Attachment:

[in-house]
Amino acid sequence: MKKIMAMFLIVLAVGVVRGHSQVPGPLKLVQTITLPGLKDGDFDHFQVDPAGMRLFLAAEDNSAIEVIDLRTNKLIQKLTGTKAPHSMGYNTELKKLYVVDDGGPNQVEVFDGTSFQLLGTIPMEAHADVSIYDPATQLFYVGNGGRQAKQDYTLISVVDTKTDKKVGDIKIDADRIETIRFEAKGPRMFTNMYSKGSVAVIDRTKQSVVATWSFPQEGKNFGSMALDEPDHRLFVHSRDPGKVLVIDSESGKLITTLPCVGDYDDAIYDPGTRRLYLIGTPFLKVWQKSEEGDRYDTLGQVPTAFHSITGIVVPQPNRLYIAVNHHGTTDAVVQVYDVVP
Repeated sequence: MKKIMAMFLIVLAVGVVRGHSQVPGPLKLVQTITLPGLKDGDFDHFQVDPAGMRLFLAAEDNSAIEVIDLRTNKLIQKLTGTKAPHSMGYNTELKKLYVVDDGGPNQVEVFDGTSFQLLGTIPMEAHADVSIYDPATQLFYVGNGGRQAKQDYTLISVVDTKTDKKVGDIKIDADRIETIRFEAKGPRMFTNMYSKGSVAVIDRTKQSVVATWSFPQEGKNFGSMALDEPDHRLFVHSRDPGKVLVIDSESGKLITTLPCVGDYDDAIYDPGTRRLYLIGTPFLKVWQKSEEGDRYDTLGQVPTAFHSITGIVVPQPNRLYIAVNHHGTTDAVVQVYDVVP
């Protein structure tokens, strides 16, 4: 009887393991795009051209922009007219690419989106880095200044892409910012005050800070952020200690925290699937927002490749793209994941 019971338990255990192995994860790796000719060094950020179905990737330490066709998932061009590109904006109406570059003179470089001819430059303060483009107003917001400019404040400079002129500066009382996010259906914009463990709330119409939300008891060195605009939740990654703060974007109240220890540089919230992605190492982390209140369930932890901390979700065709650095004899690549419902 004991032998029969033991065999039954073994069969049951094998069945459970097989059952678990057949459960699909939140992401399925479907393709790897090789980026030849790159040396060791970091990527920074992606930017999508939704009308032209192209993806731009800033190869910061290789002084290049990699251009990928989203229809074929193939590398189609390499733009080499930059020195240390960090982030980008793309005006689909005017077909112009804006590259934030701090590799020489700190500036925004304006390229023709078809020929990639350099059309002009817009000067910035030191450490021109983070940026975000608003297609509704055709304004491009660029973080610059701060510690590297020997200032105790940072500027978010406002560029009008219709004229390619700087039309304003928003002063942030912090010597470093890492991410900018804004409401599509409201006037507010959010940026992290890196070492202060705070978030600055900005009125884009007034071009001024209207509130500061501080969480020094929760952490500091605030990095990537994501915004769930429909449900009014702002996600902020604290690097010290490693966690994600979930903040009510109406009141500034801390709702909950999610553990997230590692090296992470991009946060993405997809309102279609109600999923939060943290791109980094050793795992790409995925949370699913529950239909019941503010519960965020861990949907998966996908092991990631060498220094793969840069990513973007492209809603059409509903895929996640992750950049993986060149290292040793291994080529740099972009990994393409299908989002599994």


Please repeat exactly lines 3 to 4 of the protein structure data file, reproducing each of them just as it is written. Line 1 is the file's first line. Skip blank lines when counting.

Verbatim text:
Repeated sequence: MKKIMAMFLIVLAVGVVRGHSQVPGPLKLVQTITLPGLKDGDFDHFQVDPAGMRLFLAAEDNSAIEVIDLRTNKLIQKLTGTKAPHSMGYNTELKKLYVVDDGGPNQVEVFDGTSFQLLGTIPMEAHADVSIYDPATQLFYVGNGGRQAKQDYTLISVVDTKTDKKVGDIKIDADRIETIRFEAKGPRMFTNMYSKGSVAVIDRTKQSVVATWSFPQEGKNFGSMALDEPDHRLFVHSRDPGKVLVIDSESGKLITTLPCVGDYDDAIYDPGTRRLYLIGTPFLKVWQKSEEGDRYDTLGQVPTAFHSITGIVVPQPNRLYIAVNHHGTTDAVVQVYDVVP
């Protein structure tokens, strides 16, 4: 009887393991795009051209922009007219690419989106880095200044892409910012005050800070952020200690925290699937927002490749793209994941 019971338990255990192995994860790796000719060094950020179905990737330490066709998932061009590109904006109406570059003179470089001819430059303060483009107003917001400019404040400079002129500066009382996010259906914009463990709330119409939300008891060195605009939740990654703060974007109240220890540089919230992605190492982390209140369930932890901390979700065709650095004899690549419902 004991032998029969033991065999039954073994069969049951094998069945459970097989059952678990057949459960699909939140992401399925479907393709790897090789980026030849790159040396060791970091990527920074992606930017999508939704009308032209192209993806731009800033190869910061290789002084290049990699251009990928989203229809074929193939590398189609390499733009080499930059020195240390960090982030980008793309005006689909005017077909112009804006590259934030701090590799020489700190500036925004304006390229023709078809020929990639350099059309002009817009000067910035030191450490021109983070940026975000608003297609509704055709304004491009660029973080610059701060510690590297020997200032105790940072500027978010406002560029009008219709004229390619700087039309304003928003002063942030912090010597470093890492991410900018804004409401599509409201006037507010959010940026992290890196070492202060705070978030600055900005009125884009007034071009001024209207509130500061501080969480020094929760952490500091605030990095990537994501915004769930429909449900009014702002996600902020604290690097010290490693966690994600979930903040009510109406009141500034801390709702909950999610553990997230590692090296992470991009946060993405997809309102279609109600999923939060943290791109980094050793795992790409995925949370699913529950239909019941503010519960965020861990949907998966996908092991990631060498220094793969840069990513973007492209809603059409509903895929996640992750950049993986060149290292040793291994080529740099972009990994393409299908989002599994």